Day Three in Antigua
Antigua Travel Blog› entry 2 of 9 › view all entries
Day Three, Sunday:
Since the bedroom assigned to me had no windows and the door was
solid, I had no idea what time it was, but because of the
stirrings I could hear in the house I knew that it was around 6
or 7 A.M. By the time I decided to flip on the light (after
laying around for an hour or so) it was 8:30. When I emerged
from the bedroom I found I was the only one at home. Everyone
else had gone to church. I found my breakfast, an omelet in kind
of an insulated container, and a thermos of hot water for coffee.
I used the stove to heat up the omelet a bit more and breakfasted
After a shower, I dressed and went into town. I actually had some
shopping to do. The night before had left me the definite
impression that I need a better pillow. The one I had (and I'm
sure the one everyone in Guatemala uses) is a simple pillow
shaped wad of cotton. It may have been fluffy at one time but it
seemed really solid and hard to me, ( just like the mattress,
(there were three thin ones stacked up). Anyway a pillow purchase
seemed inevitable. I also wanted a little rug for my room and
some thongs and some running shorts and some bottled water and
maybe some toothpaste and toilet paper just in case. At the
market I found myself not very interested in shopping and thought
maybe I needed some additional caffeine.
I had two delicious cups of coffee at the Cafe As emenou (don't
ask me how to pronounce it). The cafe had a really romantic
feeling about it. I sat at a little wooden table in front of a
window overlooking the cobble stone street. Above, the sky was
cloudy but occasionally a hole would appear and let some sun in.
I could catch glimpses of the top of the volcano directly south
of the city. I leisurely read and drank my coffee, after all, I
didn't have anything else to do until 8:00 the next morning.
After my coffee I ventured to Conexcion on the slim hope of a
reply to my E-mail message sent the day before. Of course there
was nothing. I then went to a nearby park where women sell
handicrafts and stuff and bargained for a pair of running shorts.
The final price: 2.93. I have another pair exactly the same at
home. Next, another more serious attempt at the market. I
purchased some thongs for $1.37, and a pillow and small rug for a
total of $6.89. and a small pen-type flashlight for 52 cents.
I returned to the house a bit embarrassed that I had purchased a
different pillow, but some how slipped it past everyone and into
my room. Carmalina, the Senora, fixed me a bowl of soup and some
chicken for dinner and we had some conversation, of which I
understood about a quarter. I asked if I could change rooms.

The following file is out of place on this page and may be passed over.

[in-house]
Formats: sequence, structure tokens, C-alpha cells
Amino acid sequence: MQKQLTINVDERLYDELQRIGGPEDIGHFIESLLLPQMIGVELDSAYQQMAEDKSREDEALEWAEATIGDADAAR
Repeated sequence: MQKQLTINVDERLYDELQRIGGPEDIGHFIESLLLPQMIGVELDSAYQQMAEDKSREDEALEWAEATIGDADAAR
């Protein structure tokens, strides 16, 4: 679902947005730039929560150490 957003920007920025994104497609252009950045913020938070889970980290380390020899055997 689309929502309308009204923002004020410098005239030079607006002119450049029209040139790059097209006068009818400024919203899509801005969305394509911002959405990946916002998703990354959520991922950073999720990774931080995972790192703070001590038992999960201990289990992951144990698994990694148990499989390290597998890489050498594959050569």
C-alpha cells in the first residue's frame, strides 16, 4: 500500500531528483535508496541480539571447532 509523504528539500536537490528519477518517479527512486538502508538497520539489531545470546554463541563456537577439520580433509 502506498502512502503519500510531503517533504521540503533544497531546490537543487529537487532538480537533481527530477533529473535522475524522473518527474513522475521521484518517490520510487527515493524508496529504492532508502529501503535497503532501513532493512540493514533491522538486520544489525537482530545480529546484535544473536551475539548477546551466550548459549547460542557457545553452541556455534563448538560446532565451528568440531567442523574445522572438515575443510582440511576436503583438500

The night before the possibility of changing rooms came up,
when I arrived I didn't
even know that there were other rooms. As it turns out, the
house has three rooms set aside for students (but only one bathroom
for everyone). I asked to look at one of the others, and it was
clearly the best. Somewhat separated from the rest of the house
and the other two student rooms, it had one small screened window
facing the small courtyard ad adjacent to the kitchen. It was
almost twice the size as the other room and had a double bed.
Why wasn't I offered the choice of rooms in the beginning? I
think they were saving it in case a married-student-couple came.
I guess it has happened before. Anyway, I moved all of my stuff
into my new room and then decided to return to town to waste some
more time (like I am wasting yours reading this).
I returned to a place called "Cafe Cafe'" because I knew they had a television
with American broadcasts, but there was a football game on so I
really didn't care. I had another cup of coffee and decided to
return to the "casa" so I could go for a run before dark. When I
returned, No one from the family was home but a new student had
arrived. His name was Hiro (I think) and he was from Japan. He
did not speak , but spoke better Spanish than I did (and
that is not saying much.) We introduced and I excused myself for
a run. I went north on the highway out of town toward a pueblito
called San Felipe. A neighbor told me it was only 2 km and he
was right. I went a little further and came across another
little village. Jocotenengo. Both seemed very interesting. I
hope to get back soon. When I returned I showered again then
went to a little store next door and bought some beer and sat
down with Hiro and talked about everything we could with our
limited use of 1 common language (why can't everyone just speak it?).
45 minutes or an hour after our conversation began, the Senora
arrived with yet another student. His name was Dan and after a
couple of awkward Spanish speaking moments, I found out he was
from New Zealand and English was his mother tongue; thank god!
Dan and I tried to occasionally speak Spanish to keep Hiro in the
conversation, but Dan's Spanish vocabulary was very limited and
we soon began speaking entirely in . It was discussed
amongst the three of us that most likely no Sunday meal was
provided and I mentioned that I would wander into town for a
bite. Dan accompanied me. Hiro stayed behind.
Dan was a very interesting fellow. It seems that since New
Zealand is part of the British commonwealth, the Kiwis can visit
and work in any other commonwealth state with a visa that lasts
for 2 1/2 years. He is winding up his tour next month and
thought while he was in the Northern hemisphere he would take a
tour of Mexico, Guatemala, Honduras and Belize before returning
to Los Angeles to take his flight home to New Zealand. He had
been working in London Banks and making trips from there for the
first two years. He said that is a popular thing for people his
age (24) to do, fresh out of college, because it's a one time
offer and you can't do it again.
After our dinner at a cheap hamburger joint (I had ham and
cheese) we returned home and I spent the rest of the evening
typing the very thing you are reading.